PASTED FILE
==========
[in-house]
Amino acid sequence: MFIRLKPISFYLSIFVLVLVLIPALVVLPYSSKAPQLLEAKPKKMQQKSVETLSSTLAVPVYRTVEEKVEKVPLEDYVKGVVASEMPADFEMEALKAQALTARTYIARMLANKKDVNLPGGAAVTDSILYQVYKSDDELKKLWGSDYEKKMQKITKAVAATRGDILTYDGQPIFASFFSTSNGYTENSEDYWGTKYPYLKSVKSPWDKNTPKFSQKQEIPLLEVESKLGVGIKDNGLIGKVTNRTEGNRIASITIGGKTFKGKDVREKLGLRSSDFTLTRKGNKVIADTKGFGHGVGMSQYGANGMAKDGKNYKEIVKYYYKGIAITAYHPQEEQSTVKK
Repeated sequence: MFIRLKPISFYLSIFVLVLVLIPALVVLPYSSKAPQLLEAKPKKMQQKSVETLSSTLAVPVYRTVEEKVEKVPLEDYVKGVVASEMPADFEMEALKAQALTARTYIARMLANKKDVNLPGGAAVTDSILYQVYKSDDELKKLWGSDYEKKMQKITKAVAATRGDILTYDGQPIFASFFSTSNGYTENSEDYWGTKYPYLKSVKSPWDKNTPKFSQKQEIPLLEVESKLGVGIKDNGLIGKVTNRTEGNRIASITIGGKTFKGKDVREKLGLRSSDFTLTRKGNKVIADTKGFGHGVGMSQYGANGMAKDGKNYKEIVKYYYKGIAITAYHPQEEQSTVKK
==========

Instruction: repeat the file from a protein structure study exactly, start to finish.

[in-house]
Amino acid sequence: MFIRLKPISFYLSIFVLVLVLIPALVVLPYSSKAPQLLEAKPKKMQQKSVETLSSTLAVPVYRTVEEKVEKVPLEDYVKGVVASEMPADFEMEALKAQALTARTYIARMLANKKDVNLPGGAAVTDSILYQVYKSDDELKKLWGSDYEKKMQKITKAVAATRGDILTYDGQPIFASFFSTSNGYTENSEDYWGTKYPYLKSVKSPWDKNTPKFSQKQEIPLLEVESKLGVGIKDNGLIGKVTNRTEGNRIASITIGGKTFKGKDVREKLGLRSSDFTLTRKGNKVIADTKGFGHGVGMSQYGANGMAKDGKNYKEIVKYYYKGIAITAYHPQEEQSTVKK
Repeated sequence: MFIRLKPISFYLSIFVLVLVLIPALVVLPYSSKAPQLLEAKPKKMQQKSVETLSSTLAVPVYRTVEEKVEKVPLEDYVKGVVASEMPADFEMEALKAQALTARTYIARMLANKKDVNLPGGAAVTDSILYQVYKSDDELKKLWGSDYEKKMQKITKAVAATRGDILTYDGQPIFASFFSTSNGYTENSEDYWGTKYPYLKSVKSPWDKNTPKFSQKQEIPLLEVESKLGVGIKDNGLIGKVTNRTEGNRIASITIGGKTFKGKDVREKLGLRSSDFTLTRKGNKVIADTKGFGHGVGMSQYGANGMAKDGKNYKEIVKYYYKGIAITAYHPQEEQSTVKK